This has created a very peculiar situation, because the numerical nouns have come to have a price, which is a numerical adjective denoting the quantity of dollars that a person must hand over to get a branded 1. This is the famed Bitcoin price that the media pays so much attention to.
It is at this point that the disassociated functions of money paradigm (described in Part 2) comes to Bitcoin’s aid. In a situation where someone is not trained to see the structure of the monetary system, and is rather encouraged to focus on vaguely defined functions, they can very easily begin to conflate priced numbered collectibles (pasted over with money-like branding) as being ‘money’. This is in contrast to, for example, a priced chocolate cake (pasted over with cake-like branding), which is seldom presented as money.
Actual monetary systems – as described in my structural definition in Part 2 – form the foundational setting within which markets unfold, and money tokens are not – in the primary instance – objects to be traded upon the markets they underpin. To test this, you need only walk into a supermarket with £20 in your hand. Upon looking at the money, your mind will project itself towards thinking about what you can buy with it, rather than what you can ‘sell’ it for (similarly, a supermarket owner does not experience themselves ‘buying’ your money with all those different goods on their shelves).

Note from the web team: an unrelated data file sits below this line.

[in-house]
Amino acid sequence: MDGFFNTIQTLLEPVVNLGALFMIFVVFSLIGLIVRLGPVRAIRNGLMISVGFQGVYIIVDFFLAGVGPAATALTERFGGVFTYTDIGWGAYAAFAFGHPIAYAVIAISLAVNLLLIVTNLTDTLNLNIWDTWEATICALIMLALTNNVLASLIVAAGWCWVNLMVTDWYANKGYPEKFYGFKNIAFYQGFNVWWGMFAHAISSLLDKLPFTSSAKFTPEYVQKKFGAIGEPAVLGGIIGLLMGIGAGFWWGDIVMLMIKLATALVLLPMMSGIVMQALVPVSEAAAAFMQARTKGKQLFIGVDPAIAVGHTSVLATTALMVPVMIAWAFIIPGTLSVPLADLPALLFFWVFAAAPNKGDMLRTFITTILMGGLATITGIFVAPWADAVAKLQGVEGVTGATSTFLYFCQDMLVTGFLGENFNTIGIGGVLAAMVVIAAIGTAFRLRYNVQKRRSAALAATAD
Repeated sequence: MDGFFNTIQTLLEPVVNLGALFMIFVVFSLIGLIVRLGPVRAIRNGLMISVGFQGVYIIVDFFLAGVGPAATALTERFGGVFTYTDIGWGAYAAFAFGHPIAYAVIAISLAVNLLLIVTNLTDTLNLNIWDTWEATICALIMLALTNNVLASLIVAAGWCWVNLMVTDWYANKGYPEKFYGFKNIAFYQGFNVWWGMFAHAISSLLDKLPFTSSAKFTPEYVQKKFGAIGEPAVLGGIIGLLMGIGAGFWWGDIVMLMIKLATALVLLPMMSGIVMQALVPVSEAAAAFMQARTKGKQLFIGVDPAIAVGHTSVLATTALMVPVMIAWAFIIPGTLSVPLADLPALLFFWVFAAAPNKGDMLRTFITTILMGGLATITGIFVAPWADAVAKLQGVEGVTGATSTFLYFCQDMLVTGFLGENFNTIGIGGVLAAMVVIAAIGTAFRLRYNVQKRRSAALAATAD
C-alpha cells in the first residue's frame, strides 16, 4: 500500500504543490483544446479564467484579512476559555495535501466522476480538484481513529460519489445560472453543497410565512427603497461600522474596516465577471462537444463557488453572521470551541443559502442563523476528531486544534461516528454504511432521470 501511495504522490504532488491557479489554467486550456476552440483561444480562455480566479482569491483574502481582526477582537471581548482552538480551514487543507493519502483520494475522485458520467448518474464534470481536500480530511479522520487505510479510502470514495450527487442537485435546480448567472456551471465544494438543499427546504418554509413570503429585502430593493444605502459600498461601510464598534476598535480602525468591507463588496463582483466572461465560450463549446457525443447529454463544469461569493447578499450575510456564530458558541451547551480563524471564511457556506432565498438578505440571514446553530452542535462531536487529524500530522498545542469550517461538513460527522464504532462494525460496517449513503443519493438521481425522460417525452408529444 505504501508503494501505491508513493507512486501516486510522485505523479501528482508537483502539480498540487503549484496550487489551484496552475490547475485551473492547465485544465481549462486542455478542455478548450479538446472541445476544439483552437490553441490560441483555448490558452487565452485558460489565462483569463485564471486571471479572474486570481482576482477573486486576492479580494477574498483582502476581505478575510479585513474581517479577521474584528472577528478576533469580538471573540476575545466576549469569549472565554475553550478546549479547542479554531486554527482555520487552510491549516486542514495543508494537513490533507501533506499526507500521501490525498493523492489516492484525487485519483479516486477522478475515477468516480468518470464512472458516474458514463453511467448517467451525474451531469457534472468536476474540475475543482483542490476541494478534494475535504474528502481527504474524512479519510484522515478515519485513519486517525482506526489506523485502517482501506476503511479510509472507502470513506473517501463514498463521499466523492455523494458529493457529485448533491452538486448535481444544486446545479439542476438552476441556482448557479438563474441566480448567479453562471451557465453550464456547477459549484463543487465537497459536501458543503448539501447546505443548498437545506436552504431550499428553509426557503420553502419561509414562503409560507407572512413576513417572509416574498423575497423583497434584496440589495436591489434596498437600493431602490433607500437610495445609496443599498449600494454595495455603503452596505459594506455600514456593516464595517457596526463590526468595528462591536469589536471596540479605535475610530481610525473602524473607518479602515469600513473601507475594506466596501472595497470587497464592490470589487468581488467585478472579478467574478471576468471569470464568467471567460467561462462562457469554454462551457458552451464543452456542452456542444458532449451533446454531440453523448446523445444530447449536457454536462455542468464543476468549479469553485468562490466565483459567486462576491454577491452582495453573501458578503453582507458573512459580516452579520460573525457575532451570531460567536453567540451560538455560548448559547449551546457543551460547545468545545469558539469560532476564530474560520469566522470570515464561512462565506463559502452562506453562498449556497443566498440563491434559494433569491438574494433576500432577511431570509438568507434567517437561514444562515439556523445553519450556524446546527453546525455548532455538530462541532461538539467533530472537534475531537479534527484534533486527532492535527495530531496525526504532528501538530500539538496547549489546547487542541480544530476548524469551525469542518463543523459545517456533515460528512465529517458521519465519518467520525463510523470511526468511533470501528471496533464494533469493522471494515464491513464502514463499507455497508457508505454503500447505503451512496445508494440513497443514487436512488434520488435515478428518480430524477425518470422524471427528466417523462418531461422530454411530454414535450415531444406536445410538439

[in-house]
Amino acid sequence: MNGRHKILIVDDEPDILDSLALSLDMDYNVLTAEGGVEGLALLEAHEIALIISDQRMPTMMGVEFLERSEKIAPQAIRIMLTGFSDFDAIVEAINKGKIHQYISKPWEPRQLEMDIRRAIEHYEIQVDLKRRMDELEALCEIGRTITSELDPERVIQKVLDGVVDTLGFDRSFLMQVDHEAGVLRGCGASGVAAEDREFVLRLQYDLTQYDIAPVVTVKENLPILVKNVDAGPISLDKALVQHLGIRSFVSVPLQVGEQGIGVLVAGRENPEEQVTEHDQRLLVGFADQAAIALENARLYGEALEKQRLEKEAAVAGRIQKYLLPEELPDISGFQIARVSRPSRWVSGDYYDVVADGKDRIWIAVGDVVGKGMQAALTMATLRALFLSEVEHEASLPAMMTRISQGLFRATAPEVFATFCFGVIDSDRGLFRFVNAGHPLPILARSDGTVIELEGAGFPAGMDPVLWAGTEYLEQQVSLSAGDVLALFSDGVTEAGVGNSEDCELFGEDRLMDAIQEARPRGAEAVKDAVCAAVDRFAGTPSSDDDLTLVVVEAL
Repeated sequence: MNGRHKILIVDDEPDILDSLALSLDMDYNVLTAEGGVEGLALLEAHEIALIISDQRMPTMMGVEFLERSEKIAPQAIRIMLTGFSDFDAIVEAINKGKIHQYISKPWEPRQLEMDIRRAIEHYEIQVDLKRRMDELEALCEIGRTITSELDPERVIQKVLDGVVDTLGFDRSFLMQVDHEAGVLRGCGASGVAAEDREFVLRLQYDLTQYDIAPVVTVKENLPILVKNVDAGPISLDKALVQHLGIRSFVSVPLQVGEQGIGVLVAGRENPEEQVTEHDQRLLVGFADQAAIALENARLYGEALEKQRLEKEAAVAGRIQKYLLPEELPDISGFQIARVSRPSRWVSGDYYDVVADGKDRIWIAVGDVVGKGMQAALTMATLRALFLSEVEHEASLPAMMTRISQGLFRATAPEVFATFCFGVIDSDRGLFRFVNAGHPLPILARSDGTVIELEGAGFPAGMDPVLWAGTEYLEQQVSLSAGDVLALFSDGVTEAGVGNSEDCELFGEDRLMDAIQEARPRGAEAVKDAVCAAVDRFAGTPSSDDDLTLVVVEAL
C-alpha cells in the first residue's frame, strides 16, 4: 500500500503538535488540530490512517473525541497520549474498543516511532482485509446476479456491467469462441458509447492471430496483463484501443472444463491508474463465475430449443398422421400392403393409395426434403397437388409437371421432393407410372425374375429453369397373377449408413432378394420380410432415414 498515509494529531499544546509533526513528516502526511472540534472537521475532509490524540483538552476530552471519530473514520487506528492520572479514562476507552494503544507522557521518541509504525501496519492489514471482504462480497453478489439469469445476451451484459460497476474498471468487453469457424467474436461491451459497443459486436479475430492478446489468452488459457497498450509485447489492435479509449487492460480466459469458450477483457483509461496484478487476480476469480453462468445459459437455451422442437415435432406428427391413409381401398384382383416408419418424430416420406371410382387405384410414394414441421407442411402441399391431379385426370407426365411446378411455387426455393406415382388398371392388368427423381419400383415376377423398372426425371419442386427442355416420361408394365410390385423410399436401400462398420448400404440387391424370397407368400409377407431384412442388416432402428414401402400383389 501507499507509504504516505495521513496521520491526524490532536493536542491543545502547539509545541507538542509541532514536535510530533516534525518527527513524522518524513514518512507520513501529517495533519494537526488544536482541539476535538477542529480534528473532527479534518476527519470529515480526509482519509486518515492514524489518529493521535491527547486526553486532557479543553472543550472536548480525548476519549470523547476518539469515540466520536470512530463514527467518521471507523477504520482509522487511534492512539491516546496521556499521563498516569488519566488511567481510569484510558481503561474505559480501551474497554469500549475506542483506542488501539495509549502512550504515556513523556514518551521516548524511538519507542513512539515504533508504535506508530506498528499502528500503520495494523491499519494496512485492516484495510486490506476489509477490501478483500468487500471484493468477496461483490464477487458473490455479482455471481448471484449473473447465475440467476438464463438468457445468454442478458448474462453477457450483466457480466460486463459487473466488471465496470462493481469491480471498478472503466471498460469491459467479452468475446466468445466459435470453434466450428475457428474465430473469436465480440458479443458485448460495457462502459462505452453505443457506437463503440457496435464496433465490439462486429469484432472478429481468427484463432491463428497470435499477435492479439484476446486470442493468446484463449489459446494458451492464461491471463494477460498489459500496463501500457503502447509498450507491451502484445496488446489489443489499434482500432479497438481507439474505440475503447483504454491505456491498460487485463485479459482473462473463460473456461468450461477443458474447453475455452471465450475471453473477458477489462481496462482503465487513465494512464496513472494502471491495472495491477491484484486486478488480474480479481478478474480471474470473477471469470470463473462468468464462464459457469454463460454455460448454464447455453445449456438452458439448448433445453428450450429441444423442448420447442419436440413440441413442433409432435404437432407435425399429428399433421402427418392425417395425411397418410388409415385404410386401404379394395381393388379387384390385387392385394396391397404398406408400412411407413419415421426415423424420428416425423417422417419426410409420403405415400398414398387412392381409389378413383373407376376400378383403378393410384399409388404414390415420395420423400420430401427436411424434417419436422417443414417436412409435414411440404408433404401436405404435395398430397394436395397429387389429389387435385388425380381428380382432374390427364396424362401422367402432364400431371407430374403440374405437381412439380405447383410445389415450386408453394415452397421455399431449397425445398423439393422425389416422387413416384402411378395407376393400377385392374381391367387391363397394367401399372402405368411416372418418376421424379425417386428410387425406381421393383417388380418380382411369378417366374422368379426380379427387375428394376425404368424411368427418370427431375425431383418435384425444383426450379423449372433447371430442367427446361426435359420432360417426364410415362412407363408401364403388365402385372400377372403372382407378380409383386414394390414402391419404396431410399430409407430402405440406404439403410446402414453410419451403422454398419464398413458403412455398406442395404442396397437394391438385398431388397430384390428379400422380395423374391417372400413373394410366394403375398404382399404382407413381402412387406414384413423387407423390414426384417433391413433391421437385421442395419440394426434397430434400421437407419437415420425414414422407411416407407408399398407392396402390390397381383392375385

The reason for this is that everything in that local market is routing through the monetary system, and this is why the only functional definition of money that is worth paying attention to is the ‘unit of account’ concept, which recognises this distinction between money tokens and the goods they are used to price. This is a network concept, and while there may be multiple currency networks in the world, when you are within one of them you are subsumed by it. Thus, within the UK network there is a structural separation between, firstly, the British pound and, secondly, everything priced within the pound ecosystem. You cannot ‘price’ British pounds in Bentley cars or Tetley’s Tea any more than you can claim a tornado is being ‘sucked in’ by the pieces of debris flying around it.
One reason people get confused, however, is that there is one very specific ‘market for money’ that forms on the boundaries between these networks, where the vortexes meet. It is called the foreign exchange market, and it is actually a zone of swapping one form of money – which reigns supreme as the primary pricing vortex in one geographic area – for another, which reigns supreme somewhere else. We can easily see that a chocolate cake is not part of the FX market, but a numbered collectible pasted over with money-like branding – such as Bitcoin (or the ‘Mount Everest Money’) – can use its numerical appearance and adjective armour to try pass as a contender there, even though there is no supermarket in the world that uses it as its primary pricing vortex.
The ‘unit of account’ is the strongest of the functional descriptions of money, but Bitcoin tokens fare the worst on this, precisely because – in structure – they are far from being money. Nevertheless, Bitcoin promoters are able to combine the ‘money-like’ visual appearance of Bitcoin’s branding with the linguistic ambiguity of the other two ‘functions’ of money – the so-called ‘store of value’ and ‘medium of exchange’ functions – to partially brute-force the token into the idea of money (in a kind of ‘two out of three ain’t bad’ fashion).
4.2. Exploiting the ‘store of value’ concept